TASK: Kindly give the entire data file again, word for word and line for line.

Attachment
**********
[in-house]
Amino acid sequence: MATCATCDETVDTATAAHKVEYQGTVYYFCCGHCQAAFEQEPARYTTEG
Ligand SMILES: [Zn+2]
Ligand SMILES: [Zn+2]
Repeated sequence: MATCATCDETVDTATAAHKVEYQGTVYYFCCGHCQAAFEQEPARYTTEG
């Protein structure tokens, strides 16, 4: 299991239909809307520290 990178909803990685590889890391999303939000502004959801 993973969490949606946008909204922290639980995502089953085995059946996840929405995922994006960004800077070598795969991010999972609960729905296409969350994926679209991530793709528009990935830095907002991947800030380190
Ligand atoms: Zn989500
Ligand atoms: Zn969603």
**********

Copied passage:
[in-house]
Amino acid sequence: MATCATCDETVDTATAAHKVEYQGTVYYFCCGHCQAAFEQEPARYTTEG
Ligand SMILES: [Zn+2]
Ligand SMILES: [Zn+2]
Repeated sequence: MATCATCDETVDTATAAHKVEYQGTVYYFCCGHCQAAFEQEPARYTTEG
């Protein structure tokens, strides 16, 4: 299991239909809307520290 990178909803990685590889890391999303939000502004959801 993973969490949606946008909204922290639980995502089953085995059946996840929405995922994006960004800077070598795969991010999972609960729905296409969350994926679209991530793709528009990935830095907002991947800030380190
Ligand atoms: Zn989500
Ligand atoms: Zn969603």